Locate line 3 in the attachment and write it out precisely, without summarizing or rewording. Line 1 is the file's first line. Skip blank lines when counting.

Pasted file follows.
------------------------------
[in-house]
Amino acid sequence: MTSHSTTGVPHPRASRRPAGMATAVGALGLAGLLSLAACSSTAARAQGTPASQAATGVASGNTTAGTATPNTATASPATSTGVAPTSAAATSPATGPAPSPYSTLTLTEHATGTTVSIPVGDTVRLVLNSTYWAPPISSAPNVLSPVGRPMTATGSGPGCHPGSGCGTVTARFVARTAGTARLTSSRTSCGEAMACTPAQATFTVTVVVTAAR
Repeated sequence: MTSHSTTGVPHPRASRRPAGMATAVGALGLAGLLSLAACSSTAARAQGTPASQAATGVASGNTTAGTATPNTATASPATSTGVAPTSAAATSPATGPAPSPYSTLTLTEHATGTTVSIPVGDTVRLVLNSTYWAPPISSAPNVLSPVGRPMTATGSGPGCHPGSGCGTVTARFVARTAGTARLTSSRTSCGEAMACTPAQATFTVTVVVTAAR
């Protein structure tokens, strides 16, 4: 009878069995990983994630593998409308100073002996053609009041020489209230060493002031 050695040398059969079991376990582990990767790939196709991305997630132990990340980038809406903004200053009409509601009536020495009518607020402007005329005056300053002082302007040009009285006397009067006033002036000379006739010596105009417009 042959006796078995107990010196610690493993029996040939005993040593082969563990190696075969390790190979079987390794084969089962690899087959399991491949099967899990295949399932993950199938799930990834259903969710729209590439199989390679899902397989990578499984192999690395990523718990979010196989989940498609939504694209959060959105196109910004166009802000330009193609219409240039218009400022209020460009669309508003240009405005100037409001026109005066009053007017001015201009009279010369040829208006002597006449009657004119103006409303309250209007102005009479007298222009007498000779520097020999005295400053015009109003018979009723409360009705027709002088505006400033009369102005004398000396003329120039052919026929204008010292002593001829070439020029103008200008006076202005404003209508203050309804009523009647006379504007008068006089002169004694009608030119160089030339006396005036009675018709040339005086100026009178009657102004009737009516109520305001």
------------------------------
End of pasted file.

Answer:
Repeated sequence: MTSHSTTGVPHPRASRRPAGMATAVGALGLAGLLSLAACSSTAARAQGTPASQAATGVASGNTTAGTATPNTATASPATSTGVAPTSAAATSPATGPAPSPYSTLTLTEHATGTTVSIPVGDTVRLVLNSTYWAPPISSAPNVLSPVGRPMTATGSGPGCHPGSGCGTVTARFVARTAGTARLTSSRTSCGEAMACTPAQATFTVTVVVTAAR